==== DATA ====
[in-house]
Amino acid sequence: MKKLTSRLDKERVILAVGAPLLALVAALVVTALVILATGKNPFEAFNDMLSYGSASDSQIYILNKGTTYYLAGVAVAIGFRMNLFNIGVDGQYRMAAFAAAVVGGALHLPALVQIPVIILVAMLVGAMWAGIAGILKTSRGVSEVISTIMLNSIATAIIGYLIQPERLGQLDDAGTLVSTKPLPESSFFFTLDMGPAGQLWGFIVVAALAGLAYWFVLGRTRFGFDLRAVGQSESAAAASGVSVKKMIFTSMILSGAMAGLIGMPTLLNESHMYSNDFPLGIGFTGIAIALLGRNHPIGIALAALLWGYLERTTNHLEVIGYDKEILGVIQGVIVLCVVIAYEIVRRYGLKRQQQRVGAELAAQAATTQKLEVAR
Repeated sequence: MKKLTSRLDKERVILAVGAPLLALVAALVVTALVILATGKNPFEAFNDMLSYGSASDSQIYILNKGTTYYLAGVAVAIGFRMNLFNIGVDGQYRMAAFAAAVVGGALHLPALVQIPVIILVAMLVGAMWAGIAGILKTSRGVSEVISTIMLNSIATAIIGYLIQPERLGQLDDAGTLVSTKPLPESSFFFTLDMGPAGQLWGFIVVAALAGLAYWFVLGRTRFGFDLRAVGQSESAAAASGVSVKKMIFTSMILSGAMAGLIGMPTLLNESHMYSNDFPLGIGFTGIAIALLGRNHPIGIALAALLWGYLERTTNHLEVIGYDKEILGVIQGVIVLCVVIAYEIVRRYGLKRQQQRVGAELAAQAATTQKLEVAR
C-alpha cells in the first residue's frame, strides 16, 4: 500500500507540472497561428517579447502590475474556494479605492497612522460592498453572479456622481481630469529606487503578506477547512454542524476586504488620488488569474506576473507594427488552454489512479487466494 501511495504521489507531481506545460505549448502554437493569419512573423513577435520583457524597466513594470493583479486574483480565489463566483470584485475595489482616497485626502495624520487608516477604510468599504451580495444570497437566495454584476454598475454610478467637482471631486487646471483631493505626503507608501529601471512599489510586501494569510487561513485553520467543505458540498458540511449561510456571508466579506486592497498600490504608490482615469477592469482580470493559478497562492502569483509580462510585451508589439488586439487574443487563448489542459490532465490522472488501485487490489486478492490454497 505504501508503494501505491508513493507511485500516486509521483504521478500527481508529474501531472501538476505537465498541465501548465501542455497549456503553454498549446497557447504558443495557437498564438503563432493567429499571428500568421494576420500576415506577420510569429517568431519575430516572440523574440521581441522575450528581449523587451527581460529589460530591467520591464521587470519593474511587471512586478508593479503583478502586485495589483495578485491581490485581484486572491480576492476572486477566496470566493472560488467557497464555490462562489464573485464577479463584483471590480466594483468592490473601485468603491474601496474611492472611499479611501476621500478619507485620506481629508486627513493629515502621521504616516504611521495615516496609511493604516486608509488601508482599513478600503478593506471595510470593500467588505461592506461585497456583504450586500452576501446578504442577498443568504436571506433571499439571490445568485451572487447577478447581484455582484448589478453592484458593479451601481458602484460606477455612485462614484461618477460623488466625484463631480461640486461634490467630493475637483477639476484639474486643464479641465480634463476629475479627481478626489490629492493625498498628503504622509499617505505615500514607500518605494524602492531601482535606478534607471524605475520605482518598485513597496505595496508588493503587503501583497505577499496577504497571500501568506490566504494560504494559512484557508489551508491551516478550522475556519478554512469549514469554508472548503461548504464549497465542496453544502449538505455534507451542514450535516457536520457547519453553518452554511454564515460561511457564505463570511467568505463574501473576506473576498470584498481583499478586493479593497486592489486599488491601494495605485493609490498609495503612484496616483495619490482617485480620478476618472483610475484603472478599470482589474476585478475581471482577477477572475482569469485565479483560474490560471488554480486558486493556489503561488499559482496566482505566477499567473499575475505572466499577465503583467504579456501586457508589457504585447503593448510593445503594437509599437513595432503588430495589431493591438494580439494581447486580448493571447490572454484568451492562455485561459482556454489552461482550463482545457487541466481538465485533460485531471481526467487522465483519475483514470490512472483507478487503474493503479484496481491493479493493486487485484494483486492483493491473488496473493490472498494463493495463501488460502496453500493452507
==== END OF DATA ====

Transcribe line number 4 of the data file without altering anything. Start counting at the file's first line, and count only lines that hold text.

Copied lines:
C-alpha cells in the first residue's frame, strides 16, 4: 500500500507540472497561428517579447502590475474556494479605492497612522460592498453572479456622481481630469529606487503578506477547512454542524476586504488620488488569474506576473507594427488552454489512479487466494 501511495504521489507531481506545460505549448502554437493569419512573423513577435520583457524597466513594470493583479486574483480565489463566483470584485475595489482616497485626502495624520487608516477604510468599504451580495444570497437566495454584476454598475454610478467637482471631486487646471483631493505626503507608501529601471512599489510586501494569510487561513485553520467543505458540498458540511449561510456571508466579506486592497498600490504608490482615469477592469482580470493559478497562492502569483509580462510585451508589439488586439487574443487563448489542459490532465490522472488501485487490489486478492490454497 505504501508503494501505491508513493507511485500516486509521483504521478500527481508529474501531472501538476505537465498541465501548465501542455497549456503553454498549446497557447504558443495557437498564438503563432493567429499571428500568421494576420500576415506577420510569429517568431519575430516572440523574440521581441522575450528581449523587451527581460529589460530591467520591464521587470519593474511587471512586478508593479503583478502586485495589483495578485491581490485581484486572491480576492476572486477566496470566493472560488467557497464555490462562489464573485464577479463584483471590480466594483468592490473601485468603491474601496474611492472611499479611501476621500478619507485620506481629508486627513493629515502621521504616516504611521495615516496609511493604516486608509488601508482599513478600503478593506471595510470593500467588505461592506461585497456583504450586500452576501446578504442577498443568504436571506433571499439571490445568485451572487447577478447581484455582484448589478453592484458593479451601481458602484460606477455612485462614484461618477460623488466625484463631480461640486461634490467630493475637483477639476484639474486643464479641465480634463476629475479627481478626489490629492493625498498628503504622509499617505505615500514607500518605494524602492531601482535606478534607471524605475520605482518598485513597496505595496508588493503587503501583497505577499496577504497571500501568506490566504494560504494559512484557508489551508491551516478550522475556519478554512469549514469554508472548503461548504464549497465542496453544502449538505455534507451542514450535516457536520457547519453553518452554511454564515460561511457564505463570511467568505463574501473576506473576498470584498481583499478586493479593497486592489486599488491601494495605485493609490498609495503612484496616483495619490482617485480620478476618472483610475484603472478599470482589474476585478475581471482577477477572475482569469485565479483560474490560471488554480486558486493556489503561488499559482496566482505566477499567473499575475505572466499577465503583467504579456501586457508589457504585447503593448510593445503594437509599437513595432503588430495589431493591438494580439494581447486580448493571447490572454484568451492562455485561459482556454489552461482550463482545457487541466481538465485533460485531471481526467487522465483519475483514470490512472483507478487503474493503479484496481491493479493493486487485484494483486492483493491473488496473493490472498494463493495463501488460502496453500493452507